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Judge Locks Up TikTok Punk with a Brutal Message: ‘Your Pranks Are Not Funny’

  A judge locked up a TikTok prankster who developed a reputation for posting rude, harassing and even dangerous videos to the social media ...

 A judge locked up a TikTok prankster who developed a reputation for posting rude, harassing and even dangerous videos to the social media platform and then refusing to take any responsibility or criticism from the blowback the videos created.

The prankster punk who posted under the name “Mizzy” became a pariah in England for his insensitive videos, according to the UK Independent.

In one series of videos, for instance, he was seen walking into random homes and parading around inside as shocked and frightened homeowners stood by wondering who he was and why he had invaded their homes. Another video showed him running up and taking a pet dog away from an elderly woman and then running away with it. In another video he harassed a young schoolboy by grabbing hold of the boy’s uniform clothing and preventing him from getting away. He was also seen attacking and fighting a man with dwarfism.

But on Tuesday, Stratford Magistrates’ Court Judge Matthew Bone said he was not amused by Mizzy’s videos and sentenced the content creator to 18 weeks in detention in a young offender’s institution.

The prankster, whose real name is Bacari-Bronze O’Garro, was arrested several times over his videos and was banned from using any social media by a court order issued in October.

But he was re-arrested for breaking the court orders, and now he’s headed to the lockup.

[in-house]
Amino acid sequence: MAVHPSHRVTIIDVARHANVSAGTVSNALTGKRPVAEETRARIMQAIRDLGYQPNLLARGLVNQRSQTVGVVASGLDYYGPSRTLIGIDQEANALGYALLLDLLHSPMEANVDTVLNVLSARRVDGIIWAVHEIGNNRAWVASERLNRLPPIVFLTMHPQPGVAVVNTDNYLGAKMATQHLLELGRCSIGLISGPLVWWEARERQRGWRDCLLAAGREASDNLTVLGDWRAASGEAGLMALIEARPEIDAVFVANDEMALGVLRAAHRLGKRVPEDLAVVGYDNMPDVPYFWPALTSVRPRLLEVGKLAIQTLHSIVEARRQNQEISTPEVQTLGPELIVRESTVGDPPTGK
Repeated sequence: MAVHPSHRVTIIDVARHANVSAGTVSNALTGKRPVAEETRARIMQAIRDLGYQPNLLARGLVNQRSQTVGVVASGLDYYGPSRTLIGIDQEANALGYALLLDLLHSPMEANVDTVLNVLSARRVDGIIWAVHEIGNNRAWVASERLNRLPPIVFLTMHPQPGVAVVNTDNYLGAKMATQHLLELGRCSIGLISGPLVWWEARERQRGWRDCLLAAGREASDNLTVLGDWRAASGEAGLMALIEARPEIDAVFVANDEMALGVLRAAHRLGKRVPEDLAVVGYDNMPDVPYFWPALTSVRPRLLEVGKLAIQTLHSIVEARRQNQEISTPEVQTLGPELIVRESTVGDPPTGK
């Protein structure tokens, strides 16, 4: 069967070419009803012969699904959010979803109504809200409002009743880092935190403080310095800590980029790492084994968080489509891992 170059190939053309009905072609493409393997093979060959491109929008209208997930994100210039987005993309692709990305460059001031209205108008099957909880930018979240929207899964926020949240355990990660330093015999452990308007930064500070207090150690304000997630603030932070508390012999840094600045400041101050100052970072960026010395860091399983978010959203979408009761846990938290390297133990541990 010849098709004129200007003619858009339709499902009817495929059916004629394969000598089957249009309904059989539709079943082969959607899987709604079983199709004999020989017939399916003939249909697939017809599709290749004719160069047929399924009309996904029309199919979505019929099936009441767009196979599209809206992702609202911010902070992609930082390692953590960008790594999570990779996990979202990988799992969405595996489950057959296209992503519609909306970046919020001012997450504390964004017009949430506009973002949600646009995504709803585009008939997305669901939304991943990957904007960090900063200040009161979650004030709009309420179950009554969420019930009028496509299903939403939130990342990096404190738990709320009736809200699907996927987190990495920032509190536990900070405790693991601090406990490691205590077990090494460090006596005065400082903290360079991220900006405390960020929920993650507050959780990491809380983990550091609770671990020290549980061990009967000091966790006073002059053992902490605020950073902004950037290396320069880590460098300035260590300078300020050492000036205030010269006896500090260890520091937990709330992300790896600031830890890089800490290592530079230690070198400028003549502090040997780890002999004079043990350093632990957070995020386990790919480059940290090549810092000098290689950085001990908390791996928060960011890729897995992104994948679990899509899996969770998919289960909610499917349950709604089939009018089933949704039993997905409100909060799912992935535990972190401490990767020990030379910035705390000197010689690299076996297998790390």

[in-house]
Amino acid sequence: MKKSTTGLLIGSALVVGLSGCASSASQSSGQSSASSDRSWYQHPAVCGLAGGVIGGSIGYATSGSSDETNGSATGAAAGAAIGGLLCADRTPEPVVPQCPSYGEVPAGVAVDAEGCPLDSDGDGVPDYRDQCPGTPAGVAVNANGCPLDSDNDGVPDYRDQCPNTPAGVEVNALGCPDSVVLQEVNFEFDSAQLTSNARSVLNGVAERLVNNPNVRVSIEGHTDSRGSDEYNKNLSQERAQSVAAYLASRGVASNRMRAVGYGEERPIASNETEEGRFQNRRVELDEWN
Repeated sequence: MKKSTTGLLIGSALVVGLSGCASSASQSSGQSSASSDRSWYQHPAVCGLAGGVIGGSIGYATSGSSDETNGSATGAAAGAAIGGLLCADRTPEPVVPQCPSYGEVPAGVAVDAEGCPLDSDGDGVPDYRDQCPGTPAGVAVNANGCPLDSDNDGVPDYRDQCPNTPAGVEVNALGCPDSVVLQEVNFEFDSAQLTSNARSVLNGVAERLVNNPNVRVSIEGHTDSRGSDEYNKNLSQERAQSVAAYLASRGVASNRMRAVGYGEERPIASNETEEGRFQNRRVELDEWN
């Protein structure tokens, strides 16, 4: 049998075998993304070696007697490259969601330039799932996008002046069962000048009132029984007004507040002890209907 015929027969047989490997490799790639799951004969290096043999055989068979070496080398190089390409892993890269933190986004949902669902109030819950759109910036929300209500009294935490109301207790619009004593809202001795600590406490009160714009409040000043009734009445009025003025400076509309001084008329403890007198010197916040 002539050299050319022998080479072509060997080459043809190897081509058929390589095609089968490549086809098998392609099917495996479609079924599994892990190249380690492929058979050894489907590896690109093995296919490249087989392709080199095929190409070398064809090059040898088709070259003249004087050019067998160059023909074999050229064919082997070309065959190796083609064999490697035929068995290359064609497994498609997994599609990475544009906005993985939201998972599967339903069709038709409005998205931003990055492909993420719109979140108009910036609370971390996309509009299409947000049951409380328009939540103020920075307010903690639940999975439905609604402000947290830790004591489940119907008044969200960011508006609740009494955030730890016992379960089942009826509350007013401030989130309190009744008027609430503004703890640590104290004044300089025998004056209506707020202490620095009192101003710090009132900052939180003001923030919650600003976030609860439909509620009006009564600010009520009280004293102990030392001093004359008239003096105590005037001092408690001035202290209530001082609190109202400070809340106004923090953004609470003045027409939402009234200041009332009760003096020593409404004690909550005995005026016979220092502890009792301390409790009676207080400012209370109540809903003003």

The jokester — who is part of a dangerous trend — has been rather defiant about the arrests and court orders.

Back in May the brash scofflaw offhandedly said “UK laws are weak” and insisted that “This whole public outroar just makes me laugh,” in an interview with TV presenter Piers Morgan, the New York Post reported at the time.

O’Garro pleaded not guilty to all the charges and excused away his disrespectful videos as just a result of his “desire to be famous,” and to “receive money and designer clothes from sponsors,” according to The Guardian.

The putative funny man also claimed that a friend of his who had access to his social media accounts is the one who posted the offensive videos after he was ordered to stay off social media.

The judge did not find it all so easily dismissible.

After rendering his verdict, the judge exclaimed that the convicted man’s jokes “are not funny.”

“This is a man who has stepped over the line of the order in a deliberate way. You need to understand the seriousness of your situation now,” the judge said.

“You need to understand that you deliberately flouted this court order within hours of it being made,” he said.

“Your further offending was motivated by your desire to be famous. Your actions caused innocent members of the public significant harm and distress,” the judge said. “You claimed on national television the law was weak. Put bluntly, your pranks are not funny.”

Aside from the 18-week detention, O’Garro was fined for trespassing, and banned from using any social media — whether his own or appearing on anyone else’s — for two years.

Detective Chief Inspector Yasmin Lalani, of the Met Police, approved of the sentence, saying, “I just think it is appropriate, when you have disregard for the law, I think it is a fitting sentence and I hope that he gets some help. I think it is a loud and clear message that nobody is above the law and that you have got to be held accountable.”

Lalani added, “I think the right result has come through, more for the public as well, because I think the community were upset with the lack of respect for the law of the country and the distress and harassment he was causing, it was a blatant disregard for the harassment and distress for the community.”

The age of YouTube, TikTok and other platforms has given rise to the “video prankster” whose idiotic stunts are generally unfunny, disruptive, destructive and distressing. But perhaps with cases such as this, that trend will be dialed back a bit.

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